I have recently been trying out methods of coding for solving systems of linear equations on Python. Of course, I first used the inbuilt function $\mathit{inv}$ under certain if-conditions to obtain the solution, if unique. I also tried the LU decomposition method, and the Gaussian Elimination Method, neither of which proved very efficient either. I have not tried the QR method, but found an article online that suggested that it would be less efficient than the LU one, which makes it uninteresting to me.

I am trying to find resources about the most efficient complexity achieved on this problem, hopefully of O($n^{r}$), where $r < 3$. In fact, I would like a complete (or even less-than-complete) list of all improvements made in this area, and the most efficient solution currently available. Links to the code itself will be helpful, but are not necessary. I am more interested in the technique used, rather than the program itself, so links to the papers that illustrate the method and prove complexity of said method are what I am looking for here.

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    $\begingroup$ Fast matrix multiplication algorithms translate to fast matrix inversion methods with the same exponent. $\endgroup$
    – Robert Israel
    May 22, 2020 at 3:54
  • $\begingroup$ To followup @RobertIsrael's comment:This leads to $n^{2.376}$. Unfortunately, as Wikipedia says, "it is of little practical use." $\endgroup$ May 22, 2020 at 11:45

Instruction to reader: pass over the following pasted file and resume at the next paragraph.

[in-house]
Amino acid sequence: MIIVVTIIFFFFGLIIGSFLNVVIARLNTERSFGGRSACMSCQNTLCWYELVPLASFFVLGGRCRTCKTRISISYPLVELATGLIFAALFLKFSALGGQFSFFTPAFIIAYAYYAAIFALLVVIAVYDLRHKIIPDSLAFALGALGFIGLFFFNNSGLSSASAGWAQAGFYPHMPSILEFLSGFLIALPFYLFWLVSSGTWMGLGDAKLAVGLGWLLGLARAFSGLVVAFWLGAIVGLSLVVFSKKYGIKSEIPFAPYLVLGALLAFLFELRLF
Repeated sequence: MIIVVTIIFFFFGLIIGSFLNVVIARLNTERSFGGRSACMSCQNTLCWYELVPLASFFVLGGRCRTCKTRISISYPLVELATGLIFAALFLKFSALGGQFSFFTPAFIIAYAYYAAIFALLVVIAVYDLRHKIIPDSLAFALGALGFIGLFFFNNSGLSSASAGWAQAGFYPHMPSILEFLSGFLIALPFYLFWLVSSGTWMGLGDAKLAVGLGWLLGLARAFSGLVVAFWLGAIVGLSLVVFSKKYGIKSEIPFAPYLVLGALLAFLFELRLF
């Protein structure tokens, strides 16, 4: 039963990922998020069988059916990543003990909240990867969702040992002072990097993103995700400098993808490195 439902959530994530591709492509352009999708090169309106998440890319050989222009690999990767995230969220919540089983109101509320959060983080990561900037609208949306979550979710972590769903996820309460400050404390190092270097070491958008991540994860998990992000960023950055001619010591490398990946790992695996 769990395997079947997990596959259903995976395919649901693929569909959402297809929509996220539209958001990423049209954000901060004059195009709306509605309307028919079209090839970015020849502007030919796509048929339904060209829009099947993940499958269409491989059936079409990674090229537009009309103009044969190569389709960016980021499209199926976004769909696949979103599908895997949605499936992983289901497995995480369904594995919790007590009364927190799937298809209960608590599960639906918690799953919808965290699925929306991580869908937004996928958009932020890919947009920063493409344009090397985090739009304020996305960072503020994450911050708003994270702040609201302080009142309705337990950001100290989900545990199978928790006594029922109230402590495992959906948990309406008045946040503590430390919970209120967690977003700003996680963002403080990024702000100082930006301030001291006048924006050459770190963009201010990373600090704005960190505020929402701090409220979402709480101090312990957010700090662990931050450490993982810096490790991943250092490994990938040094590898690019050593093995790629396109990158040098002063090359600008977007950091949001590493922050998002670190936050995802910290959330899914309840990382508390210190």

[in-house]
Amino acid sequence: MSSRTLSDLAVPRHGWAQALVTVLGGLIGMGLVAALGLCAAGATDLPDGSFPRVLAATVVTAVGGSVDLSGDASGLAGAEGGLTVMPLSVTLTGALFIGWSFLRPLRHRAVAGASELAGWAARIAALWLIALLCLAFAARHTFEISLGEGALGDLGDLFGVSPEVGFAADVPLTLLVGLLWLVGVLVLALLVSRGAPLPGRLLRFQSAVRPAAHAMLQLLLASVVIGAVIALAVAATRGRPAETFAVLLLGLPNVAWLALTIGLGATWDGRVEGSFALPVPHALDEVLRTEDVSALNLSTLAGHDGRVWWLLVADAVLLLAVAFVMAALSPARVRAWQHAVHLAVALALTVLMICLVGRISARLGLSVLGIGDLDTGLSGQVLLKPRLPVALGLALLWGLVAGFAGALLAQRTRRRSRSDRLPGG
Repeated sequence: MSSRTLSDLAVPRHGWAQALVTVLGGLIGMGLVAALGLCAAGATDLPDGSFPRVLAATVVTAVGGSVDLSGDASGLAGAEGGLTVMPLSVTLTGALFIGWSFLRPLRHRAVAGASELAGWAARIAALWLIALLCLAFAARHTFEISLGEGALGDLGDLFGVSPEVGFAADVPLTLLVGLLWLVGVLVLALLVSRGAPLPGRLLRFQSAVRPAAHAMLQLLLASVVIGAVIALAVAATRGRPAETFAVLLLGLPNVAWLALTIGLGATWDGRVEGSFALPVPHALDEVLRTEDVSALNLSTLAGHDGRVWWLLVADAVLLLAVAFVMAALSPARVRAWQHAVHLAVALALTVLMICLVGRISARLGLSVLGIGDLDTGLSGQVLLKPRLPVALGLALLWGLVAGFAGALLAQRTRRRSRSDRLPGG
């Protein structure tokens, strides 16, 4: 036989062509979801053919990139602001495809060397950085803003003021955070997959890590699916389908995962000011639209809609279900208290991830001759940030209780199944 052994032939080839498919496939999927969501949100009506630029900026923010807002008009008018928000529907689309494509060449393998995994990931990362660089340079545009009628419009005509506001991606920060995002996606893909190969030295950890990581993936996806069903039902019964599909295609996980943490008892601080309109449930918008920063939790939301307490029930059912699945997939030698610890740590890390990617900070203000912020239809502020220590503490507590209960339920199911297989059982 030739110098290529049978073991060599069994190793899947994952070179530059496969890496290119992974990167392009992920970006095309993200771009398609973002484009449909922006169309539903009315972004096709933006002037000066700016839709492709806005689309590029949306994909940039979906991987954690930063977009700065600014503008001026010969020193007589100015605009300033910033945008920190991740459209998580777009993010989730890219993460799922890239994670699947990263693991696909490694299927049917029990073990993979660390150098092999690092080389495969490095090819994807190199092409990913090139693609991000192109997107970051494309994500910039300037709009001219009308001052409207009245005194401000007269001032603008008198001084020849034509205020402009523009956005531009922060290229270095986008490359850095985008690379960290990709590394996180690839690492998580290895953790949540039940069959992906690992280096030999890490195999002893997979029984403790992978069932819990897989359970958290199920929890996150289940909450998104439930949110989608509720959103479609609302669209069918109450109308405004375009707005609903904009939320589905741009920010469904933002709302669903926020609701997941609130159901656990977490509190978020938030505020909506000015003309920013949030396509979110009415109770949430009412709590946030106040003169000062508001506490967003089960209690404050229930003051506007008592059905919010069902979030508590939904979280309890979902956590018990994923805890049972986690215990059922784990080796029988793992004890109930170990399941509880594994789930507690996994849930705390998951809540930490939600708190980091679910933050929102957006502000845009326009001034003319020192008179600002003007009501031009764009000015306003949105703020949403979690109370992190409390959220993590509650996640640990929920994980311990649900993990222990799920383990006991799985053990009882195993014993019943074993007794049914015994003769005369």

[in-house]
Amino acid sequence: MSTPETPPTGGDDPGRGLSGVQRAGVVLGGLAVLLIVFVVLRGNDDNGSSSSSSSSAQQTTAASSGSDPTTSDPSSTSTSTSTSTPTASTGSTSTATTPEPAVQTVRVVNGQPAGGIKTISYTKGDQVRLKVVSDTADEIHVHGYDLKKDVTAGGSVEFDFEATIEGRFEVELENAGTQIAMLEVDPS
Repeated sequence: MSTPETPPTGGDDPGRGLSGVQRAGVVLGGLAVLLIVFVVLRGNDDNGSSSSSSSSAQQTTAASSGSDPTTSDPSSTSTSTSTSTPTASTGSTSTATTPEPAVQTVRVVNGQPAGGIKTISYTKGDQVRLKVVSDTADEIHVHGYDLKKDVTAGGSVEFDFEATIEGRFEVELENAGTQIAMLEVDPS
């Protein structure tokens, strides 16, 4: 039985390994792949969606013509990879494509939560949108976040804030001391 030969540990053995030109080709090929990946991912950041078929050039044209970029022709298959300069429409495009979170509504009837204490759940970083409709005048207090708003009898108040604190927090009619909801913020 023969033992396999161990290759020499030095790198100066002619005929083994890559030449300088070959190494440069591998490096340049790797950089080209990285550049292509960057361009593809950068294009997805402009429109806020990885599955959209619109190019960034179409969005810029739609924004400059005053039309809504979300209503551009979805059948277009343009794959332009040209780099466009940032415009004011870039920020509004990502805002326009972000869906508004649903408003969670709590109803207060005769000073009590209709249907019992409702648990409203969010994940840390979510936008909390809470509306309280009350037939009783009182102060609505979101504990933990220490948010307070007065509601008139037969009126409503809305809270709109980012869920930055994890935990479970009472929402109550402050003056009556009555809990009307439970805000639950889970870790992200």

• $\begingroup$ @joseph-orourke That is indeed unfortunate. Do you know of any literature that attempts to bound r non-trivially from below? Perhaps 2.376 is not the best possible exponent, in other words, theoretically, and may be significantly faster in growth than the lowest possible value of r. $\endgroup$
    – Inershya
    May 22, 2020 at 12:02
  • $\begingroup$ $2.376$ is certainly not the best possible. The Wikipedia page lists $2.373$ for "Optimized CW-like algorithms". The conjecture (see the paper of Cohn, Kleinberg, Szegedy and Umans) is that the optimal exponent is $2$. It certainly can't be less than $2$ because you have to look at all the matrix elements. $\endgroup$
    – Robert Israel
    May 22, 2020 at 13:44
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    $\begingroup$ If someone were to establish a lower bound that was strictly greater than 2, that would be huge news. On the other hand, if you are lucky, your matrix may be sparse or naturally factor as a product of sparse matrices, making such bounds somewhat irrelevant. $\endgroup$
    – S. Carnahan
    May 24, 2020 at 22:44


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